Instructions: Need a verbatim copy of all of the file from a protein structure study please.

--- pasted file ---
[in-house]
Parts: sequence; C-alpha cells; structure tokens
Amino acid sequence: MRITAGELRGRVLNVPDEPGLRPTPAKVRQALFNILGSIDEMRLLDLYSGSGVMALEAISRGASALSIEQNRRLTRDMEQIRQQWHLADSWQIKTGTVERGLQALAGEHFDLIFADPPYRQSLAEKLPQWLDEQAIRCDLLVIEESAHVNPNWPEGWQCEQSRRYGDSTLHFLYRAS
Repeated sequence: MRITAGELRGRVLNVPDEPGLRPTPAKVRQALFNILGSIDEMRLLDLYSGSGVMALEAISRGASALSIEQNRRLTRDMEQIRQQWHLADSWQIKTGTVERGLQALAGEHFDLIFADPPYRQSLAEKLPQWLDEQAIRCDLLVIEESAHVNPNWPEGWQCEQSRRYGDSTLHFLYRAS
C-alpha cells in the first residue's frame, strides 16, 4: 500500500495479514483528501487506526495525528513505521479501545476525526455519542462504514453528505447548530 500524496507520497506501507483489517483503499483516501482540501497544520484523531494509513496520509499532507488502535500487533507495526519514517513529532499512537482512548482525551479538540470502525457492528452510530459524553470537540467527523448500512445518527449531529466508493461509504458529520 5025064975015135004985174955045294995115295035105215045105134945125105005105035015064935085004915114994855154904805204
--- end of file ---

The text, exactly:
[in-house]
Parts: sequence; C-alpha cells; structure tokens
Amino acid sequence: MRITAGELRGRVLNVPDEPGLRPTPAKVRQALFNILGSIDEMRLLDLYSGSGVMALEAISRGASALSIEQNRRLTRDMEQIRQQWHLADSWQIKTGTVERGLQALAGEHFDLIFADPPYRQSLAEKLPQWLDEQAIRCDLLVIEESAHVNPNWPEGWQCEQSRRYGDSTLHFLYRAS
Repeated sequence: MRITAGELRGRVLNVPDEPGLRPTPAKVRQALFNILGSIDEMRLLDLYSGSGVMALEAISRGASALSIEQNRRLTRDMEQIRQQWHLADSWQIKTGTVERGLQALAGEHFDLIFADPPYRQSLAEKLPQWLDEQAIRCDLLVIEESAHVNPNWPEGWQCEQSRRYGDSTLHFLYRAS
C-alpha cells in the first residue's frame, strides 16, 4: 500500500495479514483528501487506526495525528513505521479501545476525526455519542462504514453528505447548530 500524496507520497506501507483489517483503499483516501482540501497544520484523531494509513496520509499532507488502535500487533507495526519514517513529532499512537482512548482525551479538540470502525457492528452510530459524553470537540467527523448500512445518527449531529466508493461509504458529520 5025064975015135004985174955045294995115295035105215045105134945125105005105035015064935085004915114994855154904805204